Why the Ballon d’Or still doesn’t care about women’s football

Aitana Bonmati was awarded the Ballon d’Or after winning the World Cup with Spain and Champions League with Barcelona

The show was always going to be about Lionel Messi. For the eighth and perhaps final time, the greatest player in the world won the Ballon d’Or, and in the glitz, glamour, and sparkly tuxedos of the Paris ceremony, there could be few who disagreed the night belonged to the Argentine after his World Cup-winning year.

The Ballon d’Or is more than that, though, or so it claimed at the beginning of the two-hour ceremony on Monday night. Host Didier Drogba declared the presentation would be a celebration of the best male and female players in the world. Yet apart from the outstanding Aitana Bonmati, the Spain and Barcelona midfielder who deservedly picked up her first Ballon d’Or award, the best women’s players in the world were barely recognised at all.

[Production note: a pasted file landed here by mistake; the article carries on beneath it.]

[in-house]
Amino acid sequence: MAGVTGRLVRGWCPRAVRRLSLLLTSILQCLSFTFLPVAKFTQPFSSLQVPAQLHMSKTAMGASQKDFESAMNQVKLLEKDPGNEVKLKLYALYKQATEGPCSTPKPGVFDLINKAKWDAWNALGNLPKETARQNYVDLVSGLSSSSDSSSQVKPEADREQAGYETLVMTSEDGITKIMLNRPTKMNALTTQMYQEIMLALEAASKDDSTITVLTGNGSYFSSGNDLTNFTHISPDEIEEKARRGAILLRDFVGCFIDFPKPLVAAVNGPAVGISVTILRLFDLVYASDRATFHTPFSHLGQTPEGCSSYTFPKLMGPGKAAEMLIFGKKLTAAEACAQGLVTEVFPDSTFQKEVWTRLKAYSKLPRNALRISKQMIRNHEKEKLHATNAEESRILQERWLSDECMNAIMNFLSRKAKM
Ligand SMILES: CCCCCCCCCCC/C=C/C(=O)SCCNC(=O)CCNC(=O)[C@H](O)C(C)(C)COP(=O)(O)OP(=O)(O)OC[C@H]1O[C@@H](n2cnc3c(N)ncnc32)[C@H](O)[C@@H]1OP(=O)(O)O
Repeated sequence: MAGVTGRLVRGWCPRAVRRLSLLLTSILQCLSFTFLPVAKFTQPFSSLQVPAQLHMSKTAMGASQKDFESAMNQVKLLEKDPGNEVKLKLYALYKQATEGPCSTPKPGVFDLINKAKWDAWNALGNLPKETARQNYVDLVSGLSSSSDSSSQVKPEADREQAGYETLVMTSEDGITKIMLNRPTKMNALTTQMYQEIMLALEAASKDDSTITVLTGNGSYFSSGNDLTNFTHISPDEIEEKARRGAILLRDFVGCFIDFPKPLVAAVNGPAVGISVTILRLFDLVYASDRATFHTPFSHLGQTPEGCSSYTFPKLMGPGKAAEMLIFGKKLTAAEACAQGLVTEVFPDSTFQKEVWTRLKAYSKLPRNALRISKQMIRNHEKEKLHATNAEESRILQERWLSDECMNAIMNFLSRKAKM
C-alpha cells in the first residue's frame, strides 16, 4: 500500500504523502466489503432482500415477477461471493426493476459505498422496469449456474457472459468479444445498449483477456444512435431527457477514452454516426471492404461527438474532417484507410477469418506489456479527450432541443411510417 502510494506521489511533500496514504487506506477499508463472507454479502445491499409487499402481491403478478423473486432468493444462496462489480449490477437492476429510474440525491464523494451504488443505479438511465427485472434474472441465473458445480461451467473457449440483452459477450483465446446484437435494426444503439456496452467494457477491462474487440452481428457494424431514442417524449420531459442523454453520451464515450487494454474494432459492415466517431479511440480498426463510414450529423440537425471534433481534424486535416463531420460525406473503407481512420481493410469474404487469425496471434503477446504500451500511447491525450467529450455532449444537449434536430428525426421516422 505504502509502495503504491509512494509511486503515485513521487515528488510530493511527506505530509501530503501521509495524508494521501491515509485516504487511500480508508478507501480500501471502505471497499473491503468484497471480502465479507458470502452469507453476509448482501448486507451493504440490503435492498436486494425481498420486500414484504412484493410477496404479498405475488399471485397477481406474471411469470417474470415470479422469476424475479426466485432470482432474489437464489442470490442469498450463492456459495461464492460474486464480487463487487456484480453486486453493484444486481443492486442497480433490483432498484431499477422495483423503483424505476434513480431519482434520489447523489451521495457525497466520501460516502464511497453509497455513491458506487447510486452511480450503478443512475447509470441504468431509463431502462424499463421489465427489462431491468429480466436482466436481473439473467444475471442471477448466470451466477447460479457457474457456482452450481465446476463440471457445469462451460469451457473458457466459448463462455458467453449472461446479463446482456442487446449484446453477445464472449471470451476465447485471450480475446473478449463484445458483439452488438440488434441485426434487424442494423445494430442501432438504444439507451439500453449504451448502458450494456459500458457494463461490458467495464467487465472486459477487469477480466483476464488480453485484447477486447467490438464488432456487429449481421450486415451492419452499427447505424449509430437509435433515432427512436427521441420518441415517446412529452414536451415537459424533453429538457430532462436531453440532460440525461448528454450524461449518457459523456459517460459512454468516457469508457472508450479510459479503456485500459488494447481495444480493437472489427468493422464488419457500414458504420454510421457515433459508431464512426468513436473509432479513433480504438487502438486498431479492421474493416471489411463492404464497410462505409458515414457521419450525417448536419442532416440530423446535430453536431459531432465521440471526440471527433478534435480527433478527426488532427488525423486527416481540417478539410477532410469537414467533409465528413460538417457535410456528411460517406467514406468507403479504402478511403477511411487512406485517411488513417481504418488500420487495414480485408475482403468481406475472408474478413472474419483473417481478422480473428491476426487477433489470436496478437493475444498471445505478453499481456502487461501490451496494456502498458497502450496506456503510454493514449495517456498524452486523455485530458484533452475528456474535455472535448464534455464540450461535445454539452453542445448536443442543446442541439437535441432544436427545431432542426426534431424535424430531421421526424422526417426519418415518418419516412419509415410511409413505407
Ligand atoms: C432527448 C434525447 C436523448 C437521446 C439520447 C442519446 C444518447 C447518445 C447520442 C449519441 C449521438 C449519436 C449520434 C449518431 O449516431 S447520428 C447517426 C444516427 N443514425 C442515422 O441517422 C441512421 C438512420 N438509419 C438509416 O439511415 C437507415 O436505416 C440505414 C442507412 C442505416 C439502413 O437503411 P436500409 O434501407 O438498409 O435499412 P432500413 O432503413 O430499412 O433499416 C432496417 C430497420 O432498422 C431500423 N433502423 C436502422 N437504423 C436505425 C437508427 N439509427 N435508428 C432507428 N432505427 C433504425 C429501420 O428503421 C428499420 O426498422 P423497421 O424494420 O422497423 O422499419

There were some improvements: Barcelona won Women’s Club of the Year, a new prize which honoured the European champions and treble winners, but throughout the evening were constant reminders that the Ballon d’Or did not care enough about the women’s game: you could start with scheduling the ceremony in the middle of a women’s international window, and on the eve of a busy night of fixtures in the Women’s Nations League.

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